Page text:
At 1 P.M. in the afternoon, E.P. Alexander commenced a massive bombardment of the Union center, commanded by Hancock of the Federal II Corps. Union artillery answered back, then fell silent to conserve ammo for the coming attack. Alexander passed word to Longstreet to hurry and press the attack. Pickett asked Longstreet for permission to advance. Longstreet didn’t answer, but only bowed his head. Pickett understood this as a yes, and marched forward.
Even though the Confederate brigade commanders had been advised to go on foot (to make smaller targets), Garnett of Pickett’s division had been accused by the dead Jackson earlier for cowardice. He insisted on going on horseback, and was shot down before the Confederates reached Union lines. Lewis Armistead, a good friend of the Union general Hancock’s, placed his hat on his sword as a beacon as he led the attack towards the clump of trees atop the ridge. He died with his hand on a Union cannon inside the Angle in the stone wall atop Cemetery Ridge. Of the 13 colonels in the 3 brigades of Pickett’s division, all were killed or wounded. The Confederate attack of 12,000 men was devastated. Only half returned, in a shambled state, to Seminary Ridge, where the Confederate lines were. Lee met these with his words, “It is all my fault.” When Lee ordered Pickett to re-form his men, Pickett cried, “I have no division now.”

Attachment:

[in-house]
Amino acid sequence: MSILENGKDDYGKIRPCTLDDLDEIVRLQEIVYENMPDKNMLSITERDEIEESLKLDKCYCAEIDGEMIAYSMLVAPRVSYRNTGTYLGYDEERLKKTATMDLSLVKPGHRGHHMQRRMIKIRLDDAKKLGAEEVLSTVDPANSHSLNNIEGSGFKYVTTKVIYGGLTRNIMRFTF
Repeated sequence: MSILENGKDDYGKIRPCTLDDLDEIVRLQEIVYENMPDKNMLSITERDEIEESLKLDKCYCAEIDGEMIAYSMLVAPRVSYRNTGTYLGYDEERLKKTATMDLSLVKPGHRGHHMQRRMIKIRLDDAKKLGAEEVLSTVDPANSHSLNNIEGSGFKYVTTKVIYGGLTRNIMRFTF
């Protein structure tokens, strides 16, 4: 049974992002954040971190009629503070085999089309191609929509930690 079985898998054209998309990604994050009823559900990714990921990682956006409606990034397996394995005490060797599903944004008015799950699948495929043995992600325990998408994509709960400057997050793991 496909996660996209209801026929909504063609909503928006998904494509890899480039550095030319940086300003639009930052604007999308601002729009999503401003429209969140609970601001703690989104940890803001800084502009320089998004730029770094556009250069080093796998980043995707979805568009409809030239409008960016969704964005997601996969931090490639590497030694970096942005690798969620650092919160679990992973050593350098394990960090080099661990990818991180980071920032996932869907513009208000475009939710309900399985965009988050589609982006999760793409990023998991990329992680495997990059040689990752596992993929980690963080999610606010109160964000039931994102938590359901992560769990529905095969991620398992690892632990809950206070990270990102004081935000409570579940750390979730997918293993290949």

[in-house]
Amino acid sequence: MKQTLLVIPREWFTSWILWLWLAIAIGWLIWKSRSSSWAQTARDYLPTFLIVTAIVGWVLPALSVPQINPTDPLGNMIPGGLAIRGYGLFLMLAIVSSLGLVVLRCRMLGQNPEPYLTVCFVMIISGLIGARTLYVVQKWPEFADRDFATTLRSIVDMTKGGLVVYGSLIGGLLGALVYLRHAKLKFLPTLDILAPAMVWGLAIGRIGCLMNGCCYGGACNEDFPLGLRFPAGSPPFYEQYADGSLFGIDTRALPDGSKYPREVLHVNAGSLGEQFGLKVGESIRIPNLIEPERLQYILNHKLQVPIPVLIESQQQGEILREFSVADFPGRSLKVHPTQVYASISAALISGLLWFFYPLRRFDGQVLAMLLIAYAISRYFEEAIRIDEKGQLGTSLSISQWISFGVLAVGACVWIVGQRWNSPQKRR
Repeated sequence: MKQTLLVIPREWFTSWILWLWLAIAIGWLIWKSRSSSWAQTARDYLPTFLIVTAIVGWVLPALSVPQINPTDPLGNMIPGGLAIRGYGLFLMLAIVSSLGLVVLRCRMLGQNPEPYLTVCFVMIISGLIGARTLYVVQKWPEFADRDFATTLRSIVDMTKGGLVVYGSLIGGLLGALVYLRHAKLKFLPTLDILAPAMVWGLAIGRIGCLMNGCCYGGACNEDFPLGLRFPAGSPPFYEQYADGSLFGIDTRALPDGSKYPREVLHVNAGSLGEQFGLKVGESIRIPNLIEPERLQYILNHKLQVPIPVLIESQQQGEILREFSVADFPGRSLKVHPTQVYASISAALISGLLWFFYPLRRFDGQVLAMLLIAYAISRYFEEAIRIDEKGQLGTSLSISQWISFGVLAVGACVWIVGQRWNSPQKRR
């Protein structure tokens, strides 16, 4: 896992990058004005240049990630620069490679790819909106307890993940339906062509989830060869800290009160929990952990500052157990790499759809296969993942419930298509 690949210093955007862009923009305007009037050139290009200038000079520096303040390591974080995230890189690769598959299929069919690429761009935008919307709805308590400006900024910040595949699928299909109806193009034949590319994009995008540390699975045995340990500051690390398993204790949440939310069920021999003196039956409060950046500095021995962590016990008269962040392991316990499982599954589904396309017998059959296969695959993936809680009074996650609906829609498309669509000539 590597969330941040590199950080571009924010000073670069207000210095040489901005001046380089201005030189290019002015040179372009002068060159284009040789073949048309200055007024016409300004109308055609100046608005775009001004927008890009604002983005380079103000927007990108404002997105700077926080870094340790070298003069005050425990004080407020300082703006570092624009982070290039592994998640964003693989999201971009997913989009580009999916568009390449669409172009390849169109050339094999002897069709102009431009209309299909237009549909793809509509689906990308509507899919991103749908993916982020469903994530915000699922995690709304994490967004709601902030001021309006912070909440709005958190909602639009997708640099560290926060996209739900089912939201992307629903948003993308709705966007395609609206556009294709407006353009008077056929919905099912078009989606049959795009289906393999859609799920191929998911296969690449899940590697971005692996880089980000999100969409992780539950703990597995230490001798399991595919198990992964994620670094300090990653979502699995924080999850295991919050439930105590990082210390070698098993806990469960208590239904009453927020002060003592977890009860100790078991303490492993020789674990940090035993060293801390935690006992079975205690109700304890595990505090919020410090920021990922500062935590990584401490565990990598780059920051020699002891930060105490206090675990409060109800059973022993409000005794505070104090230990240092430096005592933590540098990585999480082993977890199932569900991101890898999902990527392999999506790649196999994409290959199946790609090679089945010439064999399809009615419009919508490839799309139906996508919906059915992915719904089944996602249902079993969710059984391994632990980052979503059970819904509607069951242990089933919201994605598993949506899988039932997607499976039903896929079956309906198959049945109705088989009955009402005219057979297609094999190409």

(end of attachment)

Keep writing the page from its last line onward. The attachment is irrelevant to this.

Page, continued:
The next day, July 4, 1863, was rainy. The two armies simply stared at each other across the lines. That night, Lee began his withdrawal. He had lost a third of his army in the battle, and it would never be the same after. Longstreet’s I Corps would only have 2 divisions instead of 3, after the destruction of Pickett. Lee’s army withdrew into Virginia, leaving behind 28,000 casualties. Meade lost about 24,000 men. Lee submitted his resignation to Jefferson Davis, who refused it. Longstreet also wanted to resign, saying that he thought the South could no longer win the war (he was dissuaded by Lee.) In all, this second invasion of the North (the first culminated at Antietam) ended in a failure.